In 2006 my novel THE TEXICANS was published. The Texas Monitor judged it one of the two best novels of the year. THE TEXICANS was written in my home office in sunny California, absolutely no threat of death hanging over me while I was writing it. The other novel, SUITE FRANCAISE by Irene Nemirovsky, was written in Nazi-occupied France and followed the most tragic trajectory to publication imaginable.
Nemirovsky was born to a Jewish family in Russia in 1903. Her father, a prominent banker in St. Petersburg, fled Russia after the revolution of 1917 and settled his family in Paris. Nemirovsky eventually married and began her writing career. In the 1930's a stream of anti-Semitism ran like gutter water through all levels of French society. By the time Hitler came to power in 1940 anti-Semitism was a roaring putrescent sewer. Nemirovsky and her family converted to Roman Catholicism. They also attempted unsuccessfully to acquire French citizenship. It was too late. Nemirovsky died of typhus in Auschwitz in 1942; her husband was gassed there four months later. Their orphaned children, hidden by friends until the end of the war, were left with a battered suitcase that they lugged from place to place, the manuscript pages of SUITE FRANCAISE locked inside with other notebooks and papers and not discovered and published until sixty years later. It became an instant classic, and deservedly so.
I'm not going to critique the book except to say that for me the novel's origins and its author's obscene death stain its pages with grief. But I would like to discuss the charges of anti-Semitism that have been leveled at Nemirovsky since the book's publication.
During Nemirovsky's career she published in anti-Semitic journals and wrote DAVID GOLDER, a best-selling novel about French society in which the protagonist was a stereotypically rapacious Jew. Her writings and political leanings sixty years after her murder by the Nazis have put her and her book in the cross hairs. There have been articles accusing her of being a fascist as well as a self-hating Jew, and SUITE FRANCAISE has been criticized for concerning itself with the fall of France without mentioning the plight of the French Jews. I wonder what she might say if she were here to defend herself. Perhaps she would say that she thought by accommodating herself to the Jew haters she might buy herself and her family an opportunity to escape. Perhaps she would say she regretted having written for fascist journals, sorry she wrote DAVID GOLDER, which ironized the excesses and pretensions of French society as much as it reinforced anti-Semitic caricature. There is no prism through which we can disperse a beam of light, illuminate the past and evaluate her intentions or her heart. All we really know is that she was an artist in a Gehenna not of her making who devoted the last two precarious years of her life to writing a great novel.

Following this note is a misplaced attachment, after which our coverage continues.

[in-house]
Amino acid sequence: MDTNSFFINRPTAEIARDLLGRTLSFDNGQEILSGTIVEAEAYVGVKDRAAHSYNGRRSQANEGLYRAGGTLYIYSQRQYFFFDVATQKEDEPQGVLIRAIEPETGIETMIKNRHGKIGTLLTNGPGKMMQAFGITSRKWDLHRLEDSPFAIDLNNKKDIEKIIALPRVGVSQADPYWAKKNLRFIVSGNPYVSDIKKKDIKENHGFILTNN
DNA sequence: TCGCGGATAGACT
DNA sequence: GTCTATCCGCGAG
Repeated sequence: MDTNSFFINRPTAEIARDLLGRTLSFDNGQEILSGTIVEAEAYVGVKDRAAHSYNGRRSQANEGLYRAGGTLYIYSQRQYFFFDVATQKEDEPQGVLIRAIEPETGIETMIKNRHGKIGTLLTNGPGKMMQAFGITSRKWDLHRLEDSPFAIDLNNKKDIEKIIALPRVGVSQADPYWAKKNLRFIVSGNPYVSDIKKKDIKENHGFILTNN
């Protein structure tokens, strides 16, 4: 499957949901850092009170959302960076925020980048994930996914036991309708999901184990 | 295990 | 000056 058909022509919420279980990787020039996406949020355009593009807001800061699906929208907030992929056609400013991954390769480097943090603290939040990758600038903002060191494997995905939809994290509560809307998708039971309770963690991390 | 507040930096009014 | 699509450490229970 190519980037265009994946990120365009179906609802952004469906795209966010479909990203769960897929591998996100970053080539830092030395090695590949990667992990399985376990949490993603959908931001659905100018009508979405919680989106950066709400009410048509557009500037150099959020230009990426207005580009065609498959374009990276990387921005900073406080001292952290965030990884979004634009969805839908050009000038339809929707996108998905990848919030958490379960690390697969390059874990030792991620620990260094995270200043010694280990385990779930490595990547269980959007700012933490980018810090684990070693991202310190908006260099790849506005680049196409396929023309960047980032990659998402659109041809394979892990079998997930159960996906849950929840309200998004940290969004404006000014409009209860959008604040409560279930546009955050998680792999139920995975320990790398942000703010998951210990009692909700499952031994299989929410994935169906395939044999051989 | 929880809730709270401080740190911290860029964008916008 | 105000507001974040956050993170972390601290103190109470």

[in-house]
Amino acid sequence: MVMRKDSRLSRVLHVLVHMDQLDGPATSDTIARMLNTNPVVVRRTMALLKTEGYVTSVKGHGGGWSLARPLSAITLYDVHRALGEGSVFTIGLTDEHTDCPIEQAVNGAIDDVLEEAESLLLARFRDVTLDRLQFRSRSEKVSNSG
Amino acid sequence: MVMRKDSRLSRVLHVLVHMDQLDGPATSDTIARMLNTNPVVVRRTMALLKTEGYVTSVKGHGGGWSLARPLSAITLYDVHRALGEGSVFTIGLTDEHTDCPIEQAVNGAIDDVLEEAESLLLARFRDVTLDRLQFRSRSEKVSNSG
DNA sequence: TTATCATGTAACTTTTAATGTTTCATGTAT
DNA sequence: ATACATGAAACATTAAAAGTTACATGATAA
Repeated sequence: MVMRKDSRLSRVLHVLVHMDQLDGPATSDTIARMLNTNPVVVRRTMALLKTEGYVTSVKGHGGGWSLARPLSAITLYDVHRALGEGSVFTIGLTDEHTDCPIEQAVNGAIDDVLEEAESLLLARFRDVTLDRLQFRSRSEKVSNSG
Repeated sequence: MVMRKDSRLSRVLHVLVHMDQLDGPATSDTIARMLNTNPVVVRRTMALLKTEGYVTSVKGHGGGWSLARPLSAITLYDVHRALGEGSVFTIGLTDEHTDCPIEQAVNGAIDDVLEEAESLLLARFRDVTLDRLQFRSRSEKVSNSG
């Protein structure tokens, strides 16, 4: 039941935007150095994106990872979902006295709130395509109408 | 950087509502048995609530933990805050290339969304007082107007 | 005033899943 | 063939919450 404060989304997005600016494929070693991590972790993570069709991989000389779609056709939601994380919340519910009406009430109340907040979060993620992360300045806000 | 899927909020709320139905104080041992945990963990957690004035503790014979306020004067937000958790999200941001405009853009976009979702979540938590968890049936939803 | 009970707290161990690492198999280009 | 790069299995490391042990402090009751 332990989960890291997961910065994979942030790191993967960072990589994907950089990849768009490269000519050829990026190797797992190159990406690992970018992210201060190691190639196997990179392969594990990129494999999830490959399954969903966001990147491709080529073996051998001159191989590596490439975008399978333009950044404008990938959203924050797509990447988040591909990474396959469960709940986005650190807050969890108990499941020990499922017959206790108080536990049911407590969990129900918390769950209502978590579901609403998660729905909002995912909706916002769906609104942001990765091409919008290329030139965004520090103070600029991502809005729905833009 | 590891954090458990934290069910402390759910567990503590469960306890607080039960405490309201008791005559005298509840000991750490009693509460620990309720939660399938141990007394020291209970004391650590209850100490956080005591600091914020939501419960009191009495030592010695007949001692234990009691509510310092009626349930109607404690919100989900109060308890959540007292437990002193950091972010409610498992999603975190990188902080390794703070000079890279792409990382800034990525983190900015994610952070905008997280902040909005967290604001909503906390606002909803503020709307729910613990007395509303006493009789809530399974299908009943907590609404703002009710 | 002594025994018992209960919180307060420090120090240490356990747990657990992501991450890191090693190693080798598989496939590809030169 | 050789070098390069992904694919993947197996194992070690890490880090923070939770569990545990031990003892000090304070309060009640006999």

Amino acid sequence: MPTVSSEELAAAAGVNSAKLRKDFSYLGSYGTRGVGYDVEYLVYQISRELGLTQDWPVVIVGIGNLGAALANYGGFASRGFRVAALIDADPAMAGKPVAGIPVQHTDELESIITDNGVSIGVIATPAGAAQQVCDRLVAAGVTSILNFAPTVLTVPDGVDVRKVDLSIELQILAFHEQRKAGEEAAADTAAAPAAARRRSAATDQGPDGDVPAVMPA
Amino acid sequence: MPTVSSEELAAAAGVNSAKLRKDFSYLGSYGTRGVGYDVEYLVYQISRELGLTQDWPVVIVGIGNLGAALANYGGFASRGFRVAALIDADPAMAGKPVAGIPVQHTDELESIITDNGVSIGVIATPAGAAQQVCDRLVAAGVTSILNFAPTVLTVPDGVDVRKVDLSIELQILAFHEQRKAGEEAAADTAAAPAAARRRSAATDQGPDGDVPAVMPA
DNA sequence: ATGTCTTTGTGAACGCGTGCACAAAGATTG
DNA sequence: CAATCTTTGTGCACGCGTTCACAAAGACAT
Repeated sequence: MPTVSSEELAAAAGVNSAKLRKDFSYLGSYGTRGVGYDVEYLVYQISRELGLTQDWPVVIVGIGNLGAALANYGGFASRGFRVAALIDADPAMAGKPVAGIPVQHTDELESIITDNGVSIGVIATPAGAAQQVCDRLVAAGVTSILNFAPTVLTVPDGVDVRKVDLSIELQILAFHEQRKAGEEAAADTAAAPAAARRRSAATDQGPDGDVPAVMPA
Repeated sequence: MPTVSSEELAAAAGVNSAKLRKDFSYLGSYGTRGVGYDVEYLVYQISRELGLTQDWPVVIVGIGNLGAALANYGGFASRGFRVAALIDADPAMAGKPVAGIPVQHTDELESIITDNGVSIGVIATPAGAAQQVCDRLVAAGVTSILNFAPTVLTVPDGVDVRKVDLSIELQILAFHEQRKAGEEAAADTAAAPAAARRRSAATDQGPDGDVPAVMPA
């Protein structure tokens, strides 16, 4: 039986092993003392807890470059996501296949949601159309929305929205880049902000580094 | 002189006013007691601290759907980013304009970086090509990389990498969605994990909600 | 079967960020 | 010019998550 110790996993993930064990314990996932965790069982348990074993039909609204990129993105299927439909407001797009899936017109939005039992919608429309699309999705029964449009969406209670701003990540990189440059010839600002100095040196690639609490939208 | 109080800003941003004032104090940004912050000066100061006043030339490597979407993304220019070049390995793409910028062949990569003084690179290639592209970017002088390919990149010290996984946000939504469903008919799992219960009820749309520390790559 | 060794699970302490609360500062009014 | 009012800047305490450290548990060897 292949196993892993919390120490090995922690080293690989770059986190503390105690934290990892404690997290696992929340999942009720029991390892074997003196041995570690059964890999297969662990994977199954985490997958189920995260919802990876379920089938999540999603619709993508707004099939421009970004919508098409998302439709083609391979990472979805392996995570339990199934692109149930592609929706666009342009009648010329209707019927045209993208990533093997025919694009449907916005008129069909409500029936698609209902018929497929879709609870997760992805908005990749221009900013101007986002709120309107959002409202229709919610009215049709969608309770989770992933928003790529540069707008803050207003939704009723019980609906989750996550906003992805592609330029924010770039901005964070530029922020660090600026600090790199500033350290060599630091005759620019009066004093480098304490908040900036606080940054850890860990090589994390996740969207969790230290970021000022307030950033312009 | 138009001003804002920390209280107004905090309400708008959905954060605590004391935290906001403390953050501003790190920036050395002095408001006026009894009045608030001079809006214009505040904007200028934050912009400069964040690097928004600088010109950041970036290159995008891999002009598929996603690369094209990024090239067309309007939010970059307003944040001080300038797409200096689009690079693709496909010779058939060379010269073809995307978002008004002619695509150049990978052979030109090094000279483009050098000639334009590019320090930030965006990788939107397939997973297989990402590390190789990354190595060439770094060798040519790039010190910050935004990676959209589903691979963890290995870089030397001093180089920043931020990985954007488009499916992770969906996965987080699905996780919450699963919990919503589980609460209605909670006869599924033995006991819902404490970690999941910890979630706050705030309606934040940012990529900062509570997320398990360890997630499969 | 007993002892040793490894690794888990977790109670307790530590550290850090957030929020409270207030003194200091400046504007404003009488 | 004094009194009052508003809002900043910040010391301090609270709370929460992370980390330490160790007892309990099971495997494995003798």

On a summer night when I was eight years old I awoke to the sound of sobbing in the kitchen. I got out of bed and walked down the dark hallway to the kitchen. A man with black curly hair, his body like a wire hanger in its shabby suit, was sitting at the kitchen table talking to my mother in Yiddish, tears furrowing his cheeks. A young boy in an oversized jacket and too-short trousers stood at the sink eating a banana, rolling it between his fingers as though it were an ear of corn. They were an uncle and cousin from Poland, my mother told me later. To escape Hitler, my uncle had left his wife and younger son in Poland, and he and his 14-year-old son somehow made it to Mexico.
They were gone when I woke up the next morning. Back to Mexico, my mother said. I saw them once again at an aunt's seder. By that time they spoke a polyglot of Spanish and Yiddish and seemed happy in their new lives.
They were the mystery of my childhood. When I grew older and would ask my mother how the uncle had gotten himself and his son out of Poland, what he had had to do to manage it, and how he could have left his wife and other child behind, she wouldn't answer me.
Maybe questions like that shouldn't be asked. Maybe Irene Nemirovsky should be left in peace.
Nina Vida copyright 2009
(This entry was originally posted on my Nina Vida on Writing blog on May 22nd, 2009.)